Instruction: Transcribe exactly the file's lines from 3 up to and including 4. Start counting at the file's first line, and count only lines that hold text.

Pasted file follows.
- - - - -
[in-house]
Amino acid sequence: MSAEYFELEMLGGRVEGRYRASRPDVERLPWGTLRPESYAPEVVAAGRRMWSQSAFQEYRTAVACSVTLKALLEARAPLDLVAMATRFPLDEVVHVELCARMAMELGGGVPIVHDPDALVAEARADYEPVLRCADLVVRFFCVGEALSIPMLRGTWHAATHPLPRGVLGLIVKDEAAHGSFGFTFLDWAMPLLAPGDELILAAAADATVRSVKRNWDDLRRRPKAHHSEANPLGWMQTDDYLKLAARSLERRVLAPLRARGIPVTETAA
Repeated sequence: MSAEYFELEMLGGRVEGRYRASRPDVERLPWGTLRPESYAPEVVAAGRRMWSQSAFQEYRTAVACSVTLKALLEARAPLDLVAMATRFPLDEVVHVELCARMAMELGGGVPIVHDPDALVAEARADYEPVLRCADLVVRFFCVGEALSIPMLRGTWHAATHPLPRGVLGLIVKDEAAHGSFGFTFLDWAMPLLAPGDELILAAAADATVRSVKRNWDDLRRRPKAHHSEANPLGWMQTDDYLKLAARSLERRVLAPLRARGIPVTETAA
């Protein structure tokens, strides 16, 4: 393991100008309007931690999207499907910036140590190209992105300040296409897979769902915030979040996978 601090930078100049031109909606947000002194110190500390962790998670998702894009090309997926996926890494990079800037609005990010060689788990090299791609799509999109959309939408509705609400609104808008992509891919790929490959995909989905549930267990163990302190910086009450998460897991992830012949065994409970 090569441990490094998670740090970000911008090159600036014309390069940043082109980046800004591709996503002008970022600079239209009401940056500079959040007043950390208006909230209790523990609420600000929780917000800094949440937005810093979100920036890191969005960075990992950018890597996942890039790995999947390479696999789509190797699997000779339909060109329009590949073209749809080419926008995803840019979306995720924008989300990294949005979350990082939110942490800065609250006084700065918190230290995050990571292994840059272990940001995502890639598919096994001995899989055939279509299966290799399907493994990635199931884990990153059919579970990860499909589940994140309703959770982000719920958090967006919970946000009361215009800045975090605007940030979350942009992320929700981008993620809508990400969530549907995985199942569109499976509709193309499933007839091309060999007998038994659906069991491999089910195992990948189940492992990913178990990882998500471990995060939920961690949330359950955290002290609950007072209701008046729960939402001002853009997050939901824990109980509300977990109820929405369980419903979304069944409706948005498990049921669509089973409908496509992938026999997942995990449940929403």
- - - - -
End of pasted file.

Repeated sequence: MSAEYFELEMLGGRVEGRYRASRPDVERLPWGTLRPESYAPEVVAAGRRMWSQSAFQEYRTAVACSVTLKALLEARAPLDLVAMATRFPLDEVVHVELCARMAMELGGGVPIVHDPDALVAEARADYEPVLRCADLVVRFFCVGEALSIPMLRGTWHAATHPLPRGVLGLIVKDEAAHGSFGFTFLDWAMPLLAPGDELILAAAADATVRSVKRNWDDLRRRPKAHHSEANPLGWMQTDDYLKLAARSLERRVLAPLRARGIPVTETAA
């Protein structure tokens, strides 16, 4: 393991100008309007931690999207499907910036140590190209992105300040296409897979769902915030979040996978 601090930078100049031109909606947000002194110190500390962790998670998702894009090309997926996926890494990079800037609005990010060689788990090299791609799509999109959309939408509705609400609104808008992509891919790929490959995909989905549930267990163990302190910086009450998460897991992830012949065994409970 090569441990490094998670740090970000911008090159600036014309390069940043082109980046800004591709996503002008970022600079239209009401940056500079959040007043950390208006909230209790523990609420600000929780917000800094949440937005810093979100920036890191969005960075990992950018890597996942890039790995999947390479696999789509190797699997000779339909060109329009590949073209749809080419926008995803840019979306995720924008989300990294949005979350990082939110942490800065609250006084700065918190230290995050990571292994840059272990940001995502890639598919096994001995899989055939279509299966290799399907493994990635199931884990990153059919579970990860499909589940994140309703959770982000719920958090967006919970946000009361215009800045975090605007940030979350942009992320929700981008993620809508990400969530549907995985199942569109499976509709193309499933007839091309060999007998038994659906069991491999089910195992990948189940492992990913178990990882998500471990995060939920961690949330359950955290002290609950007072209701008046729960939402001002853009997050939901824990109980509300977990109820929405369980419903979304069944409706948005498990049921669509089973409908496509992938026999997942995990449940929403």